I have a confession to make.
Based on the science, for years I have been recommending Tai Chi to my patients without ever doing it myself.
To avoid being a hypocrite any longer, I decided to attend my first ever Tai Chi class. The class was a free one set in a large open square. My first impression was just how warm and welcoming everyone was. Despite my initial apprehension about trying something new, I immediately felt at ease.
Tai Chi is a form of Chinese moving meditation that has been practiced for hundreds of years. It is based on the concepts of promoting the flow of Chi, or energy, and balancing yin and yang.
Tai Chi is a form of graceful movement that is gentle and non-competitive. Movements are slow and focused, and accompanied by deep breathing.
The great thing about Tai Chi is that is has wide-ranging benefits, including balance, pain and stress management.
A key element of Tai Chi is that it involves unilateral weight bearing and weight shifting, which means it provides a challenge for balance, hence it can help decrease the risk of falls.
In one study, people who had already had a fall were assigned to either Tai Chi or a mixture of aerobic exercise and strength training or stretching.
After six months, both the exercise group and Tai Chi group had a lower risk of falls, but even compared to exercise, Tai Chi was the most effective way to prevent falls.
Tai Chi also has a role in managing chronic pain. Two studies have been done with people who have fibromyalgia, which is a complex disorder characterized by chronic widespread musculoskeletal pain, fatigue, and sleep disturbance.
People with this condition often describe brain fog and a generally low sense of well-being. The participants were assigned to Tai Chi classes or to guided exercise. Those who took Tai Chi had a significant reduction in pain at six months, as well as an improved sense of well-being.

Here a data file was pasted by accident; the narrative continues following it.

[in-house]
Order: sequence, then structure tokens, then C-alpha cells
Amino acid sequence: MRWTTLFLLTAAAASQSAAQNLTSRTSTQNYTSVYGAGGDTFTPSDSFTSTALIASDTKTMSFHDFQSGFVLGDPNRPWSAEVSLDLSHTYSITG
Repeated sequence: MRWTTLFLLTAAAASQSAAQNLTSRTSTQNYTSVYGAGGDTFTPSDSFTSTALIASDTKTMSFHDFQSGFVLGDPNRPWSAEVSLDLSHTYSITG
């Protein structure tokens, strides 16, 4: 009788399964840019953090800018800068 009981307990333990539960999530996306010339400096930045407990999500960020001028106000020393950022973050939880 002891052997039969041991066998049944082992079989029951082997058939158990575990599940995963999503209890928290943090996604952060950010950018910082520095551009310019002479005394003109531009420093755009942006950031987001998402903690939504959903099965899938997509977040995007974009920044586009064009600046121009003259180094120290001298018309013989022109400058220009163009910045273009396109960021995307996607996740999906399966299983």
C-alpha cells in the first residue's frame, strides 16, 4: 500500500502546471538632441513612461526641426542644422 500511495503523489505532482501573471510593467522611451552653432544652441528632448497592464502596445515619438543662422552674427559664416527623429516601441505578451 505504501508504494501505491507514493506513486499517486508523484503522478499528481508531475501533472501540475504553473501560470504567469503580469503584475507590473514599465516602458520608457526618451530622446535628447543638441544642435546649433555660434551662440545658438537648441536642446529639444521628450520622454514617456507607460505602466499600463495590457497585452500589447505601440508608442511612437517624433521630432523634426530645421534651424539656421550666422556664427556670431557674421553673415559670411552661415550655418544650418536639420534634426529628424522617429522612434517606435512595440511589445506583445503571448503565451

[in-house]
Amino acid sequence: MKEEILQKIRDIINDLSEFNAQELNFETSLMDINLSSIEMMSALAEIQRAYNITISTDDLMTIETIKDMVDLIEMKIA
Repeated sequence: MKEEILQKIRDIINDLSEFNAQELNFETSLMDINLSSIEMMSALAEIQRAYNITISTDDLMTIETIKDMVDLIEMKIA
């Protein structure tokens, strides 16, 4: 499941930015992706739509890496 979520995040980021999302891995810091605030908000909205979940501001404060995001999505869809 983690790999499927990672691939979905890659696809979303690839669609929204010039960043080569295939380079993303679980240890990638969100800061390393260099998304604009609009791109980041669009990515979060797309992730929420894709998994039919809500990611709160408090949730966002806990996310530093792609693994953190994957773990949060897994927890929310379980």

The question is, why does Tai Chi have such wide-ranging health benefits?
One of the most important benefits of exercise in general is that it is good for mental health. Tai Chi is no different as it benefits people who struggle with depression, anxiety, and stress management.
In any form of exercise, we release neurotransmitters, which are our brain’s chemical messengers, that are associated with improved mood.
There is also some fascinating evidence that exercise modulates our immune function, and since higher levels of inflammation are associated with depression, this might be a key mechanism of action.
Since Tai Chi is a true mind-and-body intervention, it helps people to practice concentration.
The slow sequence of movements is obviously physical, but it takes significant focus to be able to do this. This can create a state of flow, or intense and focused concentration with a loss of self-consciousness. In a world full of distractions, this can be a welcome break for our minds.
As I worked on mirroring the instructor’s slow and controlled movement, I could certainly feel the cognitive challenge as well, and since any form of cognitive challenge is good for our brains, it’s highly plausible that Tai Chi could be good for preserving brain power as well.
Tai Chi is a low impact exercise and doesn’t need any special equipment. There are group classes available, but it is also something that you can do at home with an online video.
If you are interested in learning more, please visit Project 3-6-12 to get your free e-book and learn about our online women’s health course.
What exercise practices have you tried? Is Tai Chi among them? How does exercise benefit you personally? Please share in the comments below.
Tags Healthy Aging